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  40. Abstraction and Individuation in Whitehead and Wiehl: A Comparative Historical Approach.Anderson Weekes - 2006 - In Michel Weber Pierfrancesco Basile (ed.), Subjectivity, Process, and Rationality. Frankfort: Ontos Verlag. pp. 31-119.
    This paper looks at the history of the problem of individuation from Plato to Whitehead. Part I takes as its point of departure Reiner Wiehl’s interpretation of the different meanings of “abstract” in the metaphysics of Alfred North Whitehead and arrives at a corresponding taxonomy of different ways things can be called concrete. Part II compares the way philosophers in different periods understand the relation between thought and intuition. The view mostly associated with ancient philosophy is that thought and sense-perception (...)
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  41. Non-Combatant Immunity and War-Profiteering.Saba Bazargan - 2017 - In Helen Frowe & Lazar Seth (eds.), The Oxford Handbook of Ethics and War. Oxford University Press.
    The principle of noncombatant immunity prohibits warring parties from intentionally targeting noncombatants. I explicate the moral version of this view and its criticisms by reductive individualists; they argue that certain civilians on the unjust side are morally liable to be lethally targeted to forestall substantial contributions to that war. I then argue that reductivists are mistaken in thinking that causally contributing to an unjust war is a necessary condition for moral liability. Certain noncontributing civilians—notably, war-profiteers—can be morally liable to (...)
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  42.  28
    With All Due Caution: Global Anti-Obesity Campaigns and the Individualization of Responsibility.Alison Reiheld - 2015 - International Journal of Feminist Approaches to Bioethics 8 (2):226-249.
    Obesity is one of several targets of public health efforts related to availability of and access to healthy foods. The tension between individual food decisions and social contexts of food production, preparation, and consumption makes targeting individuals deeply problematic and yet tempting. Such individualization of responsibility for obesity and nutrition is unethical and impractical. This article warns public health campaigns against giving into the temptation to individualize responsibility, and presents an argument for why they should proceed with all due (...)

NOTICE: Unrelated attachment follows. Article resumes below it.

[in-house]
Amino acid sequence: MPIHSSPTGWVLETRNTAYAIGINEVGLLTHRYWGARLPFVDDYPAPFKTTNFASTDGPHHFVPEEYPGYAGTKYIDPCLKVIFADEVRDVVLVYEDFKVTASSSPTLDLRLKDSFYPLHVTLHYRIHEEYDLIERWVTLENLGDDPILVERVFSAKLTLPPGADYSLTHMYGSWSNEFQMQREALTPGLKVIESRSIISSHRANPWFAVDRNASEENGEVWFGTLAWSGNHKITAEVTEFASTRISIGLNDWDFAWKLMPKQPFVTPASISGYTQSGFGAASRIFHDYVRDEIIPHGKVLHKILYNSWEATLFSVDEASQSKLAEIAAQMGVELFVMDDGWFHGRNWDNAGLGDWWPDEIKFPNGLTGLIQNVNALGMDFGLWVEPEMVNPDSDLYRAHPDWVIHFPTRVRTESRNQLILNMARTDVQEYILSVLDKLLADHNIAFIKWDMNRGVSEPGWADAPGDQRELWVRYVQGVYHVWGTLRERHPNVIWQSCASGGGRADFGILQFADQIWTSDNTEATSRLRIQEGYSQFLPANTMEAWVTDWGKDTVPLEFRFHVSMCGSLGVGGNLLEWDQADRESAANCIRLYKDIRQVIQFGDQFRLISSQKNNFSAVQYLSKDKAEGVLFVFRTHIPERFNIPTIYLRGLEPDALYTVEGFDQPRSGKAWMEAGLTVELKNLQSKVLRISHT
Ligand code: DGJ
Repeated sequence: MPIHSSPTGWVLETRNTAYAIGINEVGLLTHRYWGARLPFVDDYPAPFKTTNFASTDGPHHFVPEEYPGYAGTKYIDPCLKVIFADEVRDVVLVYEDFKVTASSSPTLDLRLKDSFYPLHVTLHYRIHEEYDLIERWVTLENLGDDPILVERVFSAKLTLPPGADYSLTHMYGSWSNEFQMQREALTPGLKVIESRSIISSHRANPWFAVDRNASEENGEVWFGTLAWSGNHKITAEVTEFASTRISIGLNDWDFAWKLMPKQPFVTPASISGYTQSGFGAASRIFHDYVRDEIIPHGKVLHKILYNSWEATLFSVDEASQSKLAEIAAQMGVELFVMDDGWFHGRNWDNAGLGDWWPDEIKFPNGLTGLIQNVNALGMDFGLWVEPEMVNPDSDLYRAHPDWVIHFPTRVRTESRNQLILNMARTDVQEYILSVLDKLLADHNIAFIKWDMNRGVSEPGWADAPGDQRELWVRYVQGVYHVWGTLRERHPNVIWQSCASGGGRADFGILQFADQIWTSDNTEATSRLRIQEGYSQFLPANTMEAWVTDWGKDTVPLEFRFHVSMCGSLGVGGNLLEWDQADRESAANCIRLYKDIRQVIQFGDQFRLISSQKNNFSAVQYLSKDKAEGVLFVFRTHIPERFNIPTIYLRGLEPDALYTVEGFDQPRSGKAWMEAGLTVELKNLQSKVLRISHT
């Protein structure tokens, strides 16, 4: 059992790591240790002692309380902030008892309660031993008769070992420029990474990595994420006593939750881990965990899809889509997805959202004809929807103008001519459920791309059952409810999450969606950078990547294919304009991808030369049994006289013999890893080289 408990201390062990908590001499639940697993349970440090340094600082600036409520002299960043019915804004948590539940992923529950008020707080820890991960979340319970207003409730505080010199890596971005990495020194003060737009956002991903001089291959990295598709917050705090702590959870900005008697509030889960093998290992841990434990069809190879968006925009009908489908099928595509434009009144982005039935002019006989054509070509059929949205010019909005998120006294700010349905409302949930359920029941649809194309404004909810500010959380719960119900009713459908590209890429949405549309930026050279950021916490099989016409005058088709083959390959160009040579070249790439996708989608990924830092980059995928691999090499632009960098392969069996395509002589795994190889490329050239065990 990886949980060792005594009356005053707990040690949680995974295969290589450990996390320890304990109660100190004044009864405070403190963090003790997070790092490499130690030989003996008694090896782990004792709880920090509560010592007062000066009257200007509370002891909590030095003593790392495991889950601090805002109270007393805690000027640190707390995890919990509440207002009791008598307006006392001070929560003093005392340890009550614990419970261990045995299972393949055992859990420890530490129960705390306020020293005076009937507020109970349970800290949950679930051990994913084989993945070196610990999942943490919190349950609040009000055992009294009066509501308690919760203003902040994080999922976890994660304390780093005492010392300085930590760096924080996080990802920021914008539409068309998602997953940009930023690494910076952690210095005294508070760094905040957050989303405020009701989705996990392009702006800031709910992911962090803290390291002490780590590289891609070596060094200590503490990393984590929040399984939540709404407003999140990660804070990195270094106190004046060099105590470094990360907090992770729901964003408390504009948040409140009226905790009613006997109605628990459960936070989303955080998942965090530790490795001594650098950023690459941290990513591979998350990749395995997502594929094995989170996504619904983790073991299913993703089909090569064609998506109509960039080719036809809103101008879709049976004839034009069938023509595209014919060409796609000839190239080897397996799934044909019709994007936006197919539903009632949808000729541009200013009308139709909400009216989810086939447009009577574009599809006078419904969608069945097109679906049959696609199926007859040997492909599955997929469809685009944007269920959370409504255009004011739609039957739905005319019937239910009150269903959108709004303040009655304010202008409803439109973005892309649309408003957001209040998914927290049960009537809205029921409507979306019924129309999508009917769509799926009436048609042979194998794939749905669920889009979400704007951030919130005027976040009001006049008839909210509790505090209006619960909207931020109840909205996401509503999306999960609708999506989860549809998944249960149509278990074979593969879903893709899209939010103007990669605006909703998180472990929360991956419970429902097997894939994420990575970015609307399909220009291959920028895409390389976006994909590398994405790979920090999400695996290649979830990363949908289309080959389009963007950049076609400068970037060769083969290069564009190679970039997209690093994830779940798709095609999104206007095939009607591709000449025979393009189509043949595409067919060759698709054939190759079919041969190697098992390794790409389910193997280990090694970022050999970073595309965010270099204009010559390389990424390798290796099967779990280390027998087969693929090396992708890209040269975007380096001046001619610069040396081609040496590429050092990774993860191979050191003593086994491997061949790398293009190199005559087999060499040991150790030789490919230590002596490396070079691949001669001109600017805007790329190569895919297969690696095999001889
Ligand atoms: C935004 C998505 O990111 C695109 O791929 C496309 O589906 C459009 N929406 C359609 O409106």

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  43. Arbitrary Foundations? On Klein’s Objection to Foundationalism.Coos Engelsma - 2015 - Acta Analytica 30 (4):389-408.
    This paper evaluates Peter Klein’s objection to foundationalism. According to Klein, foundationalism fails because it allows arbitrariness “at the base.” I first explain that this objection can be interpreted in two ways: either as targeting dialectical foundationalism or as targeting epistemic foundationalism. I then clarify Klein’s concept of arbitrariness. An assertion or belief is assumed to be arbitrary if and only if it lacks a reason that is “objectively and subjectively available.” Drawing on this notion, I evaluate Klein’s (...)
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  44. The Impact of Nanomedicine Development on North–South Equity and Equal Opportunities in Healthcare.Michael Tyshenko - 2009 - Studies in Ethics, Law, and Technology 3 (3).
    Nanomedicine applications are an extension of traditional pharmaceutical drug development that are targeting the most pressing health concerns through improvements to diagnostics, drug delivery systems, therapeutics, equipment, surgery and prosthetics. The benefits and risks to the individual have been extrapolated to include broader societal impacts of nanomedicine with concerns extending to inequitable distribution of benefits accruing to developed, or North countries, rather than developing, or South countries. Analysis reveals a great deal of overlap between the North and South's most (...)
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  45. Norm-Expressivism and Regress.Tanyi Attila - 2017 - South African Journal of Philosophy 36 (3):362-376.
    This paper aims to investigate Allan Gibbard’s norm-expressivist account of normativity. In particular, the aim is to see whether Gibbard’s theory is able to account for the normativity of reason-claims. For this purpose, I first describe how I come to targeting Gibbard’s theory by setting out the main tenets of quasi-realism cum expressivism. After this, I provide a detailed interpretation of the relevant parts of Gibbard’s theory. I argue that the best reading of his account is the one that (...)